F is for Fire! (AtoZ 2016)
Metal clay isn’t much to look at. It’s a moist, grey lump, very similar to standard modeling clay. Until you add fire to it that is!
Metal clay is a mix of metal powder; non-toxic, organic binders; and water. When you apply heat, the heat burns off the binder and the metal particles sinter together to make a solid metal piece.
Currently, I use a butane torch to fire my beads. I was originally concerned about the risk of the flame with pets and small children, but the firing time is short (about three minutes) and our cats pay no attention to it.
The kids are a bit of a different story.
The first few times I fired the beads when they weren’t around, but got flack for not letting them see. So, I let them watch a few times. Maybe they thought that it would be faster, or brighter, or more like a sparkler, all shiny and showy. Whatever the reason, a few times was all that it took for them to lose interest. Which is good because I still worry about them trying to touch the metal before it cools. Once or twice a bead has looked cool on the surface, but has still been very hot when I’ve tried to pick it up!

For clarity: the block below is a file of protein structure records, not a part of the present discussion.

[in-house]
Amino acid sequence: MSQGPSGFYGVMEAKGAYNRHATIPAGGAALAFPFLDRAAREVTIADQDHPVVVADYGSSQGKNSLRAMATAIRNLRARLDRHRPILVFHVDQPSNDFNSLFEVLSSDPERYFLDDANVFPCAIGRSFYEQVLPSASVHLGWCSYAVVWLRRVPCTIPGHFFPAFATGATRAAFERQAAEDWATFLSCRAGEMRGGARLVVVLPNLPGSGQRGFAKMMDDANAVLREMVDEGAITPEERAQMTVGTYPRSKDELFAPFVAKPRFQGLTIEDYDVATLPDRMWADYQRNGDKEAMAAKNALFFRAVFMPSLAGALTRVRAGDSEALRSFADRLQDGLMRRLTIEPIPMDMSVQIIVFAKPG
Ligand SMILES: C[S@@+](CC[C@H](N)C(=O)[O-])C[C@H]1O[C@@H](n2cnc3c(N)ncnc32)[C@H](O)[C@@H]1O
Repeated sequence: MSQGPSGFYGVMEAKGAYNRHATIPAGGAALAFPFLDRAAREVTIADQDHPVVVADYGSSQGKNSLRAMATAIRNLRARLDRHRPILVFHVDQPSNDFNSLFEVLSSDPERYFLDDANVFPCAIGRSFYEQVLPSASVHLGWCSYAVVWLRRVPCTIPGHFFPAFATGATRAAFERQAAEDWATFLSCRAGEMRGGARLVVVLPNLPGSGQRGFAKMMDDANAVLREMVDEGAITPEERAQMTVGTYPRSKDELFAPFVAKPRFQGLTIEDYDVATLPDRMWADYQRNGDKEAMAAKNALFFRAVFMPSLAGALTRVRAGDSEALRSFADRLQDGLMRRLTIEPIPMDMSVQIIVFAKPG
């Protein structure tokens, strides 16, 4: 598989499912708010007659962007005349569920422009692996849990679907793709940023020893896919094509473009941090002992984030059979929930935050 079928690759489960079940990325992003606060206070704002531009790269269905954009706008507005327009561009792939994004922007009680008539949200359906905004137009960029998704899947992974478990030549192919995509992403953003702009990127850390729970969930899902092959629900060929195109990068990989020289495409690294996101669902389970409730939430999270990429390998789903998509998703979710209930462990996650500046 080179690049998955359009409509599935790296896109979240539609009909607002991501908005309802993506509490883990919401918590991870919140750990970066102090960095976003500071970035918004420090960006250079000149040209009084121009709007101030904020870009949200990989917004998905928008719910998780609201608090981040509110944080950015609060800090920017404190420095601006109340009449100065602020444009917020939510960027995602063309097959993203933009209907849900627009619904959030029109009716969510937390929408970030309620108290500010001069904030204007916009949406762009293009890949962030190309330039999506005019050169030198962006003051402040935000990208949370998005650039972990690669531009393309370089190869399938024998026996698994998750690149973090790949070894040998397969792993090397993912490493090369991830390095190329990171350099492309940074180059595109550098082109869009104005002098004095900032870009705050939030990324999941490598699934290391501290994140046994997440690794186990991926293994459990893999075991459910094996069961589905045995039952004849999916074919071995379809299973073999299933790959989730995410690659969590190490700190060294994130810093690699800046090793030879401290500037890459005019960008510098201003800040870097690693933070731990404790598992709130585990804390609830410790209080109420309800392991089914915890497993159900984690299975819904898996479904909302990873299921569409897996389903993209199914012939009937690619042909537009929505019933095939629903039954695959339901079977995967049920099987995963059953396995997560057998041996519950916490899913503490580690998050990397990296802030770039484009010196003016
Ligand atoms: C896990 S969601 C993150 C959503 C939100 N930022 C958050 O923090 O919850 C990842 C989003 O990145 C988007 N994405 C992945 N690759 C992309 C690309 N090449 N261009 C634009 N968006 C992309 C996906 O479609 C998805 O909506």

Firing is fairly simple: run the torch around the edges of the bead until it bursts into flames. When the flames go out, run the torch over the surface of the entire piece until it glows. Continue doing that for two minutes, keeping the piece evenly heated so that you maintain the red glow.
Since beads obviously get quite hot when subjected to flame, I use a firing brick to absorb the heat and make sure that nothing but the bead burns. After the bead is fired, it also cools on the brick; unlike glass beadmaking, you don’t quench it in anything, you just let the air do its thing. For the small beads that I do, it only takes about 15-20 minutes for them to cool enough to touch. But, it’s still so hard to wait that long when I’m excited to see how a bead turned out!
Are you a patient person? Or does your excitement get the better of you?